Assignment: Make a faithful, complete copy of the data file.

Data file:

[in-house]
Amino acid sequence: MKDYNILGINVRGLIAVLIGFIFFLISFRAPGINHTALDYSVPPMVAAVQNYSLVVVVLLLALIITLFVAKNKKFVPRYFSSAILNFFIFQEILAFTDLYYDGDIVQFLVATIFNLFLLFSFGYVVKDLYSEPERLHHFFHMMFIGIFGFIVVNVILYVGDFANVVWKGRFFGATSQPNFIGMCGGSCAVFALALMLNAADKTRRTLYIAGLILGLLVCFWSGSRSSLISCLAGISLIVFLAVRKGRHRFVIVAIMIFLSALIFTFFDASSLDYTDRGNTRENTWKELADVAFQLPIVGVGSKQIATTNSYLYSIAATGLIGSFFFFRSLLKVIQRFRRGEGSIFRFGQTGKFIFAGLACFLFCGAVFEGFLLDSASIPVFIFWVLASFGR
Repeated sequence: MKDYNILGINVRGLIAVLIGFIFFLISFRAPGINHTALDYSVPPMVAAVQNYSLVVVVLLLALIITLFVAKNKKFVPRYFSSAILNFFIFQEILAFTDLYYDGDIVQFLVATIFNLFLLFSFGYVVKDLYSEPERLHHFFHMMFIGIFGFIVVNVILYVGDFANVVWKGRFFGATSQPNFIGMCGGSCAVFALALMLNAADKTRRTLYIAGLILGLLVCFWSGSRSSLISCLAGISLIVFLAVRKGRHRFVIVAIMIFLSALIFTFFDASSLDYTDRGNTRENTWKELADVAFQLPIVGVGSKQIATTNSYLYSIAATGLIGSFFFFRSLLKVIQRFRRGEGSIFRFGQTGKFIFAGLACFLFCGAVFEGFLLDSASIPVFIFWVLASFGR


[in-house]
Amino acid sequence: MKDYNILGINVRGLIAVLIGFIFFLISFRAPGINHTALDYSVPPMVAAVQNYSLVVVVLLLALIITLFVAKNKKFVPRYFSSAILNFFIFQEILAFTDLYYDGDIVQFLVATIFNLFLLFSFGYVVKDLYSEPERLHHFFHMMFIGIFGFIVVNVILYVGDFANVVWKGRFFGATSQPNFIGMCGGSCAVFALALMLNAADKTRRTLYIAGLILGLLVCFWSGSRSSLISCLAGISLIVFLAVRKGRHRFVIVAIMIFLSALIFTFFDASSLDYTDRGNTRENTWKELADVAFQLPIVGVGSKQIATTNSYLYSIAATGLIGSFFFFRSLLKVIQRFRRGEGSIFRFGQTGKFIFAGLACFLFCGAVFEGFLLDSASIPVFIFWVLASFGR
Repeated sequence: MKDYNILGINVRGLIAVLIGFIFFLISFRAPGINHTALDYSVPPMVAAVQNYSLVVVVLLLALIITLFVAKNKKFVPRYFSSAILNFFIFQEILAFTDLYYDGDIVQFLVATIFNLFLLFSFGYVVKDLYSEPERLHHFFHMMFIGIFGFIVVNVILYVGDFANVVWKGRFFGATSQPNFIGMCGGSCAVFALALMLNAADKTRRTLYIAGLILGLLVCFWSGSRSSLISCLAGISLIVFLAVRKGRHRFVIVAIMIFLSALIFTFFDASSLDYTDRGNTRENTWKELADVAFQLPIVGVGSKQIATTNSYLYSIAATGLIGSFFFFRSLLKVIQRFRRGEGSIFRFGQTGKFIFAGLACFLFCGAVFEGFLLDSASIPVFIFWVLASFGR